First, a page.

The first work week of 2021 is finally done! For drivers looking to get back on the road, or those who want to get their hands on a new set of wheels this year, here's this week's NZ motoring updates for you.
Despite being tagged as the World's Best Brand for 2020, sales figures are down by 31% for Toyota due to the lack of tourism-related revenue such as rental-car purchases that helps them with their volume. Fortunately, Toyota New Zealand (TNZ) can still look forward to a strong start as their private market share increased by 2.4%. According to TNZ Chief Executive Officer Neeraj Lala, the brand currently has over 5,700 customer orders waiting to be filled.
Toyota attributes most of its success to hybrids, and they have expanded that philosophy into other models, such as introducing a petrol-electric powertrain in their Yaris hatch and Cross, Corolla hatch and sedan, Camry, RAV4, C-HR, and even their Prius line. Hybrids have now outsold both petrol-only cars and SUVs among Toyota’s range, accounting for over 59% of sales last December.
Hybrids will be Toyota’s big growth area right now, with their RAV4 continuing to sell well, with 574 units pre-sold and on their way from Japan. In fact, Lala admits that securing enough supply despite COVID-19 is one of the biggest challenges with hybrid sales, due to the global demand for hybrid car models.
Honda will be introducing a new air-filtering device that can help block virus cells from entering the cabin while you’re driving. Called ‘Kurumaku’, Honda claims this new device can remove 99.8% of bacteria and viruses, including COVID-19. It acts like a face mask for the vehicle, and it’s good for around one year of use which averages at around 15,000 km/s.
Developed by Honda Access Co., Kurumaku works by dropping virus droplets via its special surface shape. It then makes use of zinc phosphate chemical conversion, which is used to prevent rust on vehicle bodies, to treat the virus, allowing for an environment-friendly application without the use of any more additives. The entire process supposedly takes about 15 minutes for the entire cabin to be completely safe.
The Kurumaku will be fitted to their new N-Box and will be implemented in the rest of their lineups later down the line. It will be released as part of their genuine Honda accessory lineup.
Aotearoa New Zealand Transport Minister Michael Wood said the country may soon see bilingual signage as early as 2023, allowing the country to catch up with the standards overseas. For example, having bilingual road signs is a legal requirement in Wales. Likewise, Ireland had bilingual signs since the country became independent from Britain a century ago.
Moving towards bilingual signage could also lead to the restoration of Māori place names. Given that Te reo Māori is already acknowledged as an official language since 1987, this could help highlight the multilingual speaking communities in the area.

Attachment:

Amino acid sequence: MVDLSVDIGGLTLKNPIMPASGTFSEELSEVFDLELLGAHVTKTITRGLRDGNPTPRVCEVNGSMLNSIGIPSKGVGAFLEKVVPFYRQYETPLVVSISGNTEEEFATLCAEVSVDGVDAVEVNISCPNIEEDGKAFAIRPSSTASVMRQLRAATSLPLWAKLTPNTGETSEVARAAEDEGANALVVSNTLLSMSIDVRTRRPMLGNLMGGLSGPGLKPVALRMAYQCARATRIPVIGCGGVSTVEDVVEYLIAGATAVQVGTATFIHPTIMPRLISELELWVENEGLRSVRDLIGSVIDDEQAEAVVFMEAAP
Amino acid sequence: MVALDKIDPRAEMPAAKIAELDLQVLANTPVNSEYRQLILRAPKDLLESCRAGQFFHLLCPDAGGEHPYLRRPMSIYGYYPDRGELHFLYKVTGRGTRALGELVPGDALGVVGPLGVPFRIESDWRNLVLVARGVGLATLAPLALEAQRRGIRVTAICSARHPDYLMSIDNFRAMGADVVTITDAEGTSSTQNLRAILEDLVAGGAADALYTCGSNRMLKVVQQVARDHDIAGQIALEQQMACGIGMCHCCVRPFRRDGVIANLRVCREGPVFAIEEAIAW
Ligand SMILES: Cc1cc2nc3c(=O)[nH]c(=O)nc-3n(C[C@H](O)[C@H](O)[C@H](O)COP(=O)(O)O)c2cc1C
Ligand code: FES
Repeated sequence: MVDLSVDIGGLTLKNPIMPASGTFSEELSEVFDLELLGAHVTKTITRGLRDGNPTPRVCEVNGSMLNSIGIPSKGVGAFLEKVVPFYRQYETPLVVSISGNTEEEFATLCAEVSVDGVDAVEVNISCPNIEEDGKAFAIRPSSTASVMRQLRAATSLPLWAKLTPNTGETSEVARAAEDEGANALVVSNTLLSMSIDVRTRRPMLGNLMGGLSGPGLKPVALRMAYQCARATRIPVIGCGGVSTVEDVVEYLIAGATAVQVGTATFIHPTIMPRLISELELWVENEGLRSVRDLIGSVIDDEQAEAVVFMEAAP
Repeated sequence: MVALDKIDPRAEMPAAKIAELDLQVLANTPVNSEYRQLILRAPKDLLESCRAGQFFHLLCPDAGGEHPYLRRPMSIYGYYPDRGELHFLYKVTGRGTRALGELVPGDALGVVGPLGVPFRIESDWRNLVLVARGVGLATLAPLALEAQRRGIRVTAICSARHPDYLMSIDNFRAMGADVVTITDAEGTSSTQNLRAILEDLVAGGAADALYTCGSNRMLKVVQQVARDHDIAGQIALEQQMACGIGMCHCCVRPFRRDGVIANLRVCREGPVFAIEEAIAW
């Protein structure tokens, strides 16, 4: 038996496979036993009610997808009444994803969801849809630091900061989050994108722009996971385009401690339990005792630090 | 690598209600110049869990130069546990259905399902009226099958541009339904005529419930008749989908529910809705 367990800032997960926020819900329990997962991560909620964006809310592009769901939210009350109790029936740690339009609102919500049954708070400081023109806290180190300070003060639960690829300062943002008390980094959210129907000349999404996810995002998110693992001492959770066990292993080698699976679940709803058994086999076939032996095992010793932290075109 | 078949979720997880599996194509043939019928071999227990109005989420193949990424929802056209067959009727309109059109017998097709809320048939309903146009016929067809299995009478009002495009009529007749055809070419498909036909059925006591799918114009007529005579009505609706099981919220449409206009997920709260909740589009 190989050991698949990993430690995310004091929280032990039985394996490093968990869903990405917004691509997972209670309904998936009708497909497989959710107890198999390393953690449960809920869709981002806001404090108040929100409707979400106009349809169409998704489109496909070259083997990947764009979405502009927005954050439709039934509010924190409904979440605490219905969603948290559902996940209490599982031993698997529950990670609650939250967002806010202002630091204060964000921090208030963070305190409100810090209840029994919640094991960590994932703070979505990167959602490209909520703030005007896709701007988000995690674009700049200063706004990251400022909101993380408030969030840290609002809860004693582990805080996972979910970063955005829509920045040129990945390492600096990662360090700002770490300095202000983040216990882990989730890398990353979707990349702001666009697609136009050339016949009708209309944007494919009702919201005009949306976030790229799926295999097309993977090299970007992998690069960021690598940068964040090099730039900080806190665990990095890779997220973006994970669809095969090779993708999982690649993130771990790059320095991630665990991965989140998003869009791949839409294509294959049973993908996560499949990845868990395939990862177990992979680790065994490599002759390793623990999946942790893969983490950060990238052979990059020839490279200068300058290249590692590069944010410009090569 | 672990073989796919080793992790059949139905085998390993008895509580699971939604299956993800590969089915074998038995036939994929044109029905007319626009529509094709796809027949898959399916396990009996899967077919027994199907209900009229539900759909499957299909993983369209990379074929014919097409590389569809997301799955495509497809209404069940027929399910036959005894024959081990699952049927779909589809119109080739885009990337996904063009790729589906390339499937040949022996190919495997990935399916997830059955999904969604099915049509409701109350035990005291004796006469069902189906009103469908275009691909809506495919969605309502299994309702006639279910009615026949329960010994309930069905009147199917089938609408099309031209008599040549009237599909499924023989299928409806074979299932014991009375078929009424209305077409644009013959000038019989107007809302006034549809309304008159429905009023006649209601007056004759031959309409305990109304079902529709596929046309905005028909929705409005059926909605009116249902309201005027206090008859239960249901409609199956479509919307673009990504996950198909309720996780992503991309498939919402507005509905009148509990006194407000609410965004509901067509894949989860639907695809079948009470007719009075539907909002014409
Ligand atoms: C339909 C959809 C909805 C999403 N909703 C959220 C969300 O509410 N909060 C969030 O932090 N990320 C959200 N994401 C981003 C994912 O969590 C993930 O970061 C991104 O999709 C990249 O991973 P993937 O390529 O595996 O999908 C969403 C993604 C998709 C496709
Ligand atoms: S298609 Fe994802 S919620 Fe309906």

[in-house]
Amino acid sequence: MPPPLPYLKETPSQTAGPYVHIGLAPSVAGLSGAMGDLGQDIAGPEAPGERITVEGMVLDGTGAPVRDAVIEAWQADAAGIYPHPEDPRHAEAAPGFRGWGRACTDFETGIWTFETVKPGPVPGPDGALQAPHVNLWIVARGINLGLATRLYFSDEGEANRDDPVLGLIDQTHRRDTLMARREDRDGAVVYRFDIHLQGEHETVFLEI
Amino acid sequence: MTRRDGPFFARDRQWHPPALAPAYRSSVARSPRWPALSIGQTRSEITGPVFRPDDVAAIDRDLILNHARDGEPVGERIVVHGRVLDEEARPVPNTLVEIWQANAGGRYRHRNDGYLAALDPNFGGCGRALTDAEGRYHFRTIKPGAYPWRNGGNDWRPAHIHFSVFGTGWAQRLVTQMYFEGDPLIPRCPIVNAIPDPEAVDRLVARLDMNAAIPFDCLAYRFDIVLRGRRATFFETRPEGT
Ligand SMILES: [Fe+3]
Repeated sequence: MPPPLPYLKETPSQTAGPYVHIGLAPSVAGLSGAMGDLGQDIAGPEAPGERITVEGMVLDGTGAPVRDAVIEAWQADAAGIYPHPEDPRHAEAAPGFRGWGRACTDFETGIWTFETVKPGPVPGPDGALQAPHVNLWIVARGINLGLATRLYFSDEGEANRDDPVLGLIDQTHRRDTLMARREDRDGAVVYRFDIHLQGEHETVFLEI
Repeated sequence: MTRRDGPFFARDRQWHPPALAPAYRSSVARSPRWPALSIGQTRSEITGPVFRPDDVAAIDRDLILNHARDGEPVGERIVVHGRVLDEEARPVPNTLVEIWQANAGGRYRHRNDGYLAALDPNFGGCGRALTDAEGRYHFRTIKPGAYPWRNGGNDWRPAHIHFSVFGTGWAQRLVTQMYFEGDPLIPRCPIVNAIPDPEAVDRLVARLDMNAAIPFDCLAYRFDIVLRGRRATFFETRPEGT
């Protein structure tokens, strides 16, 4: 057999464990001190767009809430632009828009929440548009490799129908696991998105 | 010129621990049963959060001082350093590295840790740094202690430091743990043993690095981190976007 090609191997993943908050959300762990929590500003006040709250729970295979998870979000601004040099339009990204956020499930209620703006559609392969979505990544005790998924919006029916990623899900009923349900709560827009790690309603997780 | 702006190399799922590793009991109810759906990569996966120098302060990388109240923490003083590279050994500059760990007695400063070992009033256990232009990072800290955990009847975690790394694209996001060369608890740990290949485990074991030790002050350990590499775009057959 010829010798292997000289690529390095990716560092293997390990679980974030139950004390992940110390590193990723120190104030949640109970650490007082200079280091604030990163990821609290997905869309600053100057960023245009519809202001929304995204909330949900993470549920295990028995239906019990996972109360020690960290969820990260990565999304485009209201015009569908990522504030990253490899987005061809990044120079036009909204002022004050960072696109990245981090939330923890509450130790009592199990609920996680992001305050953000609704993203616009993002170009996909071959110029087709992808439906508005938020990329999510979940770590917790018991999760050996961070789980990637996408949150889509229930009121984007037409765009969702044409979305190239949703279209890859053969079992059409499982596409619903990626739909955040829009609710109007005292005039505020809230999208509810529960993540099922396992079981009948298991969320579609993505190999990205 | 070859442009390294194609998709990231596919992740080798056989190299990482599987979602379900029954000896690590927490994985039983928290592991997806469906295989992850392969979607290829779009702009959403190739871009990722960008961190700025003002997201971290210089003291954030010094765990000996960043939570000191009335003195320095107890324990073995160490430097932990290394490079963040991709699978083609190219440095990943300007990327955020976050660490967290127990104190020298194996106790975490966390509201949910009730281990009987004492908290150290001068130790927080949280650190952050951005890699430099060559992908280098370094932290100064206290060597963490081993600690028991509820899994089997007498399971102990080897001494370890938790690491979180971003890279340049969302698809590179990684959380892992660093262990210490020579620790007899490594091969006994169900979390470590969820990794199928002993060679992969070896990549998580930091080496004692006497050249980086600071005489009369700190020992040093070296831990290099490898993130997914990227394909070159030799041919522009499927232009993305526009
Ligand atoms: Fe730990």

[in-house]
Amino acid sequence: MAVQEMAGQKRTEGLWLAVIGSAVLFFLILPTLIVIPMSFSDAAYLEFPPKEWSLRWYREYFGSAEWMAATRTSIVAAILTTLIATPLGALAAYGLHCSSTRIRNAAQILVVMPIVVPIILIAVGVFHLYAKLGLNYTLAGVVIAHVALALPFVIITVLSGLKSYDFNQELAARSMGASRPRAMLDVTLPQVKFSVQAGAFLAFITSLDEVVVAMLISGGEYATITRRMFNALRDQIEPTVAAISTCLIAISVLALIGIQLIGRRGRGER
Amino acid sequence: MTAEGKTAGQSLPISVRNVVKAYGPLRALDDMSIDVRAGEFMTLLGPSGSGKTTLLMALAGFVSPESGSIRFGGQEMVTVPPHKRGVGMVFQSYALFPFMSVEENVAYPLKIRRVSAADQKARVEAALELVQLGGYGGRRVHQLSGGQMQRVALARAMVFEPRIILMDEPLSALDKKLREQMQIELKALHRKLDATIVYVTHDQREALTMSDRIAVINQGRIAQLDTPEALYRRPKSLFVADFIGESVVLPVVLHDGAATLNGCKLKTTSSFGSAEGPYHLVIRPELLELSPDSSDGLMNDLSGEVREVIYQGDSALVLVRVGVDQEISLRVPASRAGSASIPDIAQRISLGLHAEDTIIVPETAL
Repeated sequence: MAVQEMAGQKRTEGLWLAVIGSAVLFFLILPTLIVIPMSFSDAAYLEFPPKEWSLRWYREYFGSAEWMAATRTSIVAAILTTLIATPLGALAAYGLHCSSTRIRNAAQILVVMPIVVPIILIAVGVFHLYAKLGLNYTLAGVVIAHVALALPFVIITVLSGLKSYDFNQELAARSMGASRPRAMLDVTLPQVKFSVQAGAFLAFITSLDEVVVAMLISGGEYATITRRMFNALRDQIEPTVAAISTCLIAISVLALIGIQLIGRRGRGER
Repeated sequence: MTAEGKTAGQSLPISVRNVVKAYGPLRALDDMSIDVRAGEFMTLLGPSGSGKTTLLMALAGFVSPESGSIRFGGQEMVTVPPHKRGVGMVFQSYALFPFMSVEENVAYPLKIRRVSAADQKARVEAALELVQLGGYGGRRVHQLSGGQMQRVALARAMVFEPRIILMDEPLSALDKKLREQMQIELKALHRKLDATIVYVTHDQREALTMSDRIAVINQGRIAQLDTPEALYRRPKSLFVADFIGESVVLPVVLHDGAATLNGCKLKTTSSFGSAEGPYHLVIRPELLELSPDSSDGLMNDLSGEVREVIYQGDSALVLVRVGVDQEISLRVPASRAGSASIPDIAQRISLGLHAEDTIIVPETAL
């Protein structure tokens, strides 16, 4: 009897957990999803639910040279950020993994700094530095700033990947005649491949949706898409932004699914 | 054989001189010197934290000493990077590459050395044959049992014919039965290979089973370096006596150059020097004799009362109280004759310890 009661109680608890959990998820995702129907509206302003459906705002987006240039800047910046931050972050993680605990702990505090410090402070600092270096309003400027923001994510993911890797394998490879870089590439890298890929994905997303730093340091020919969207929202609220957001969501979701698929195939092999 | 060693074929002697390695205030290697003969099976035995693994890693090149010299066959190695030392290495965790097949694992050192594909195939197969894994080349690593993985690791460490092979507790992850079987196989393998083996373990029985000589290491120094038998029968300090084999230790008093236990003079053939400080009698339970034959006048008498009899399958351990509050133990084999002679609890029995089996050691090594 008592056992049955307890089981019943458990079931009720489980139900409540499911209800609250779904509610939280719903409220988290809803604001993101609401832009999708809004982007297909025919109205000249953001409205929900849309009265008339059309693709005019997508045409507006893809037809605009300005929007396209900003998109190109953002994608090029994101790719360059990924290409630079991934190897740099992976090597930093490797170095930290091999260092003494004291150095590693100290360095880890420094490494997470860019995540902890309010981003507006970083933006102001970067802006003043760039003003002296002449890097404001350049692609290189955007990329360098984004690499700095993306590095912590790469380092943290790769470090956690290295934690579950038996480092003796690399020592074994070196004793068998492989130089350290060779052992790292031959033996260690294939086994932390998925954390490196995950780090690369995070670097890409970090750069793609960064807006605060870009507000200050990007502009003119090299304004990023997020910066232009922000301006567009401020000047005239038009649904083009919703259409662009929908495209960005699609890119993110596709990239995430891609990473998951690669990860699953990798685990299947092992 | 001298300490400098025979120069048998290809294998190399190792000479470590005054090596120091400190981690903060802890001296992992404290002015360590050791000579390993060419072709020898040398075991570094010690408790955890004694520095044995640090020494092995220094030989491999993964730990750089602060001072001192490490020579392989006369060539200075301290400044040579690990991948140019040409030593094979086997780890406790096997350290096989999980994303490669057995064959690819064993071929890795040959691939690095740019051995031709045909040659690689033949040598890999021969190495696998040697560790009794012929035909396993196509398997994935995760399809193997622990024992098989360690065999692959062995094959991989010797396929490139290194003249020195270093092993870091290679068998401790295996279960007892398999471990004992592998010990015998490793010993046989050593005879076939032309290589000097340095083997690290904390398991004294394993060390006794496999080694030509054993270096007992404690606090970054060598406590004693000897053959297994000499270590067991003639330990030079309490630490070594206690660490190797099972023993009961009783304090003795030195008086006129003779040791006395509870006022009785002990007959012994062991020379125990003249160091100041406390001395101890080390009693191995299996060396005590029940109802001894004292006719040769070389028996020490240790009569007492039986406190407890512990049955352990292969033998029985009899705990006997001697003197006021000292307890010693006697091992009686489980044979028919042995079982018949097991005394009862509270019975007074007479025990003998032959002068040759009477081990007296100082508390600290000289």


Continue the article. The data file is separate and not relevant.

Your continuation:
Of course, there are some concerns about road safety and the fact that bilingual signs can feel like placing additional demands on drivers. However, research has dismissed the notion that this could lead into more accidents. For one, while this paper from White Rose Research observed that drivers did slow down in order to reacquaint with the text, any risk associated with it has been reduced over time.
Offering multilingual signs could drive a more inclusive environment. It can issue a strong statement on the right to free expression. Having the Māori language front and center in their road signs says a lot about who Aotearoa is, and more importantly, where it will be going in the future.
Eleven people died on the road between Christmas Eve and January 5, the highest holiday road toll since the last four years. According to the police, five of these casualties are a result of not having the proper restraints in place. Three of the crashes were also double fatalities, with at least one including a six-year old boy.
“We need people to slow down and remain totally focused on the job at hand, which is driving when they’re behind the wheel.
“Taking a few minutes longer with your journey is a darn sight better than rushing it and perhaps not getting to where you’re going to.” stated Inspector Peter McKennie, highlighting the fact that many drivers are still making too many unnecessary risks while out on the road. He reminds people to always wear their seat belts as it always helps reduce risk and increase your chances of survival.
Greg Murphy, who helps run Street Smart, a driver education course, attributes this recklessness to how easy it is to get a license in New Zealand. According to Murphy, the system itself is archaic and is due for an overhaul.
“The stock standard comments by those that are in high places every holiday period should be wearing thin on all New Zealanders, it’s just the same stuff every year-words are not fixing the problem we need actions.” Greg Murphy reiterates as he calls for more training including theory training, awareness training, hazard identification, and peripheral awareness.
Installing barriers and updating roads is a good first step but it’s really the ambulance at the bottom of the cliff, according to Murphy. There should be a bigger practical component to license testing, ensuring these problems are addressed at the root by providing more knowledge and experience to drivers before they set out for the road.
With people resuming work and more vehicles returning on the road, it's important to remain mindful, and stay updated on new road developments and regulations. Make sure you're covered with a comprehensive policy that's right for your needs. Find the best policies for you using our free comparison tool right here at glimp!
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